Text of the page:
Pounding For Pemba 2014

by Jeff Schnurr on June 10, 2014

Canadian tree-planters have the hardest job on the planet. Each day they wake- up at the crack of dawn to pull on wet clothes and muddy boots before rolling out of the tents they live in. They scarf down breakfast and pile into decommissioned school buses or pick-up trucks and are spirited away to some clear-cut wasteland - a forgotten and forlorn patch of ground; a drop in the vastness of our country. These rough agents of the land toil for the next 8-12 hours, weaving across the devastated landscape two steps at a time. Every two steps planters bend at the waste, open a crevass in the ground with a shovel, and plant a tree. 

Two steps, plant a tree... 

Two steps. Plant. 

Plant. Plant. Plant. Over and over again. 

The work is demanding. Planters carry 40lbs worth of tree seedlings on their hips as they crisscross the abused earth. When the trees are gone they load up and start over again, covering vast areas of open ground as the sun tracks across the sky. The bugs are horrendous, covering ears, eyes, necks and arms with countless bites. I’ve seen planter’s eyes and throats swollen with so many bites that sight, taste and breath become a chore. 

The job is like war. 

Planters live in camps, work in crews and attack the land. Planters labour through the rain, through injury and pain. Tree-planting is a world unto itself - everything is different when you live and plant in the bush. The sky looks different, the food tastes different and the planter sub-culture has crafted a language riddled with colloquialisms and lingo. The top planters are labeled high-ballers or pounders. Pounding trees is a good thing. Pounding trees means that thousands upon thousands of trees are planted each day. Pounding equals more money, more planted land and a special reverence throughout the camp.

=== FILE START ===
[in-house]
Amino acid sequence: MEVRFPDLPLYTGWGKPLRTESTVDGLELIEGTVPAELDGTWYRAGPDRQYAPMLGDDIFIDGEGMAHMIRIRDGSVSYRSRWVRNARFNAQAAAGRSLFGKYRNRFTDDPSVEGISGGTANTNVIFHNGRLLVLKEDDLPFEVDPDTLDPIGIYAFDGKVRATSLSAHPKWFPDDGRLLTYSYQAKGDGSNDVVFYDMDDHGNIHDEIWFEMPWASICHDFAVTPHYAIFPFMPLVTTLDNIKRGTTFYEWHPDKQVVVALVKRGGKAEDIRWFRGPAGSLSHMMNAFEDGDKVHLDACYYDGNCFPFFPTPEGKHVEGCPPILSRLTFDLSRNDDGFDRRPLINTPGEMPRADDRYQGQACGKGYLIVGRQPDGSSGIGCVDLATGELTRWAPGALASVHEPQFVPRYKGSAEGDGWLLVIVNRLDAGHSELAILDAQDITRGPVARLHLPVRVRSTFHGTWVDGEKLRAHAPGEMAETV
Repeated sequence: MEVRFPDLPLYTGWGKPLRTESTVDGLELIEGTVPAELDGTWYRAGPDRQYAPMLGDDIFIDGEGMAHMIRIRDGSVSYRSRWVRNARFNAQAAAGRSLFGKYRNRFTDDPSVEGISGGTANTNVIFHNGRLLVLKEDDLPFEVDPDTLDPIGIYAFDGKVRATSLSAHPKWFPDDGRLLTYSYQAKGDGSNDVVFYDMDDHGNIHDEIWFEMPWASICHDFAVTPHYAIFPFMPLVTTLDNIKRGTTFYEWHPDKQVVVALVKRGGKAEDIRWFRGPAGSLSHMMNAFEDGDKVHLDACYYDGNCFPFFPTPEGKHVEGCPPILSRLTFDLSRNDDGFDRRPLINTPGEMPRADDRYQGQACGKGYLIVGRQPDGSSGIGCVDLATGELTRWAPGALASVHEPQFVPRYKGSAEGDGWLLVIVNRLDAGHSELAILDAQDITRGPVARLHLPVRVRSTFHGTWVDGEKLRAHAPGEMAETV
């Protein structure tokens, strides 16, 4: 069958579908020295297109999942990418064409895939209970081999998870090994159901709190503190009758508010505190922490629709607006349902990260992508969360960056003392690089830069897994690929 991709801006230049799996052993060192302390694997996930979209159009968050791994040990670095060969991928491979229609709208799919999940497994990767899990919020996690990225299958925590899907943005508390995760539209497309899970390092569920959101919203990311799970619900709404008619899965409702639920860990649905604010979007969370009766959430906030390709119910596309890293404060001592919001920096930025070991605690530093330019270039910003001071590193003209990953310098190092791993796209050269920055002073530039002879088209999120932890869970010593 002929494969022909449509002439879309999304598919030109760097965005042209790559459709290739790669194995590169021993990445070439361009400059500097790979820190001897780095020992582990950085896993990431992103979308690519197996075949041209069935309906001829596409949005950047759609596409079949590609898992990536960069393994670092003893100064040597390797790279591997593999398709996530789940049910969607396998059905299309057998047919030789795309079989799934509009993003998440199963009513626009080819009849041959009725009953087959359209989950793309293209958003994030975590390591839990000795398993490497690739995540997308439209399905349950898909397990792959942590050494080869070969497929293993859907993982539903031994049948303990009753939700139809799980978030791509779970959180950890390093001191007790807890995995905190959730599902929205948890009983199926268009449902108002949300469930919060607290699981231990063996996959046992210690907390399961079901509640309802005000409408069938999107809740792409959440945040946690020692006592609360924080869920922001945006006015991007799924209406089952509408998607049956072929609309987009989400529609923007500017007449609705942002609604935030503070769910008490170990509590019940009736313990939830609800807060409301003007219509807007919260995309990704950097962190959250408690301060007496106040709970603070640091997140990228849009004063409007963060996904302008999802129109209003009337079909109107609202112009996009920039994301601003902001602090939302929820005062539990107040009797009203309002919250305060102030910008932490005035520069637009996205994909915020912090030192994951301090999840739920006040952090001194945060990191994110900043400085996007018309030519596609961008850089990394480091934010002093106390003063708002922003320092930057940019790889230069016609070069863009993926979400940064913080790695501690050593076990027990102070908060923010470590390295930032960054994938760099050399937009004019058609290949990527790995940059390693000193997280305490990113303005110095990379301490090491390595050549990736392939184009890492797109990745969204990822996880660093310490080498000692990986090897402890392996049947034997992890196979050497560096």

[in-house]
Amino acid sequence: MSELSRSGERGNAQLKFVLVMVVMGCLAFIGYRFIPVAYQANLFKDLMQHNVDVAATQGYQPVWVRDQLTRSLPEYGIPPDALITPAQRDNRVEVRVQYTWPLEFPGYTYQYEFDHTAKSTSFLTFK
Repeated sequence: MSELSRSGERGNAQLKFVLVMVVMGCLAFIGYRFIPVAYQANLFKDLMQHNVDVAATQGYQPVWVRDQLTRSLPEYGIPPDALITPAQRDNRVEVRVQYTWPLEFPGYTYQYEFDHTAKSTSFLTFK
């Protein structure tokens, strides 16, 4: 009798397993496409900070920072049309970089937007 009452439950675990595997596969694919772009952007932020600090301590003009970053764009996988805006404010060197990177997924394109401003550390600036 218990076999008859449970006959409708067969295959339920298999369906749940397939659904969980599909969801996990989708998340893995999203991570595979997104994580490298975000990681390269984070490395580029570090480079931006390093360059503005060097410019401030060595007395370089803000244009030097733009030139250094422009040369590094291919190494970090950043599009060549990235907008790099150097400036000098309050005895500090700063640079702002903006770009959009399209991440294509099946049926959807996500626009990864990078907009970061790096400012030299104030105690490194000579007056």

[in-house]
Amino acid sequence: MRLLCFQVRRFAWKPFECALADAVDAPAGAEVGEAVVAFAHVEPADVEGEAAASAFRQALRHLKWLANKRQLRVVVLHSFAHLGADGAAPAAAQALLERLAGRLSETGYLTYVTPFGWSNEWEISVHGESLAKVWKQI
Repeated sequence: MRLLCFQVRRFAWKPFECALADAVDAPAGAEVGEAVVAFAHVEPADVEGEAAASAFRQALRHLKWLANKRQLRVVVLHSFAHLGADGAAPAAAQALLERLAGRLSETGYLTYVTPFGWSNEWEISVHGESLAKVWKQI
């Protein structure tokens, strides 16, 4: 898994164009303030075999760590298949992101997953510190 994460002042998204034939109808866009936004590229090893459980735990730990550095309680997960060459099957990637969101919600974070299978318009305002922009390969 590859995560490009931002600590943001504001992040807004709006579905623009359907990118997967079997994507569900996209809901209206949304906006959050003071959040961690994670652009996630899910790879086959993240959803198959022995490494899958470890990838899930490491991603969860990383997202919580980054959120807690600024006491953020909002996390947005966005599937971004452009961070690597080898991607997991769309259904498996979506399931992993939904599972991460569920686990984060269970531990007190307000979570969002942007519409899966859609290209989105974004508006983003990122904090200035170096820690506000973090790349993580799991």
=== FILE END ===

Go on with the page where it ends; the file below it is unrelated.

Somewhere along the line planters decided to Pound for Pemba.

Let me take you back a few years. CFI was founded in tree-planting camps when Zach Melanson, Daimen Hardie, Estelle Drisdelle and I were all working in Northern Ontario just outside of Thunder Bay. Like many tree-planters I had spent the “off-season” travelling and had found myself on a small tropical island in the Indian Ocean called Pemba. When Pembans asked me what I did for a living I said tree-planting. At that point in my life tree-planting was the closest thing I had to an identity. The tree-planting culture had made me. It had made my money and gave me a sense of true community – a duty to work and support the people around me. Tree planting had given me the iron hard resolution that can only come from working with those you know and love to rebuild a forest from the ground up. 

Most Pembans thought that tree-planting was a crazy way to pass the time, but my best friend on the island, Mbarouk Mussa Omar thought different. Mbarouk wanted to try out Canadian-style planting in Pemba. He wanted to challenge the land with the idea of renewal. He wanted to work with his community to transform a landscape, so he and I worked day and night until seven communities on the island of Pemba had collected seeds from around their village homes and grown over 100,000 seedlings. As I waited for the trees to grow, I found myself back in Northern Ontario planting trees, making money and dreaming Pemban dreams.

My Canadian friends wanted to help. Around campfires in the Canadian North we plotted a course that would lead to the incorporation of Community Forests International. Planters in my camp knew what community meant, knew they wanted to help and knew how to work hard for what they believed in. Since the beginning, planters have donated their earnings to help the Pemban cause in one of the most unique and inspiring partnerships for global change I have ever heard of.

To this day Pembans continue to plant trees. They’ve planted 1,300,000 trees to be exact. They’ve also grown their own food, generated solar energy and harvested rain. They’ve transformed their culture and landscape into something truly sustainable and Canadian planters have supported them every step of the way. Canadian tree-planters have planted and donated over $100,000 to support their Pemban co-workers to date. Over the past few years, Canadians and Pembans have been working together, as one community, to plant trees and fix our broken world. 

Thank-you planters. You have inspired a world of change.

-Jeff Schnurr

Zach Melanson is currently traveling around to Brinkman and Associates Reforestation tree-planting camps to check in with planters as they Pound for Pemba. You can follow his journey @ZachMela or @Canadatrees

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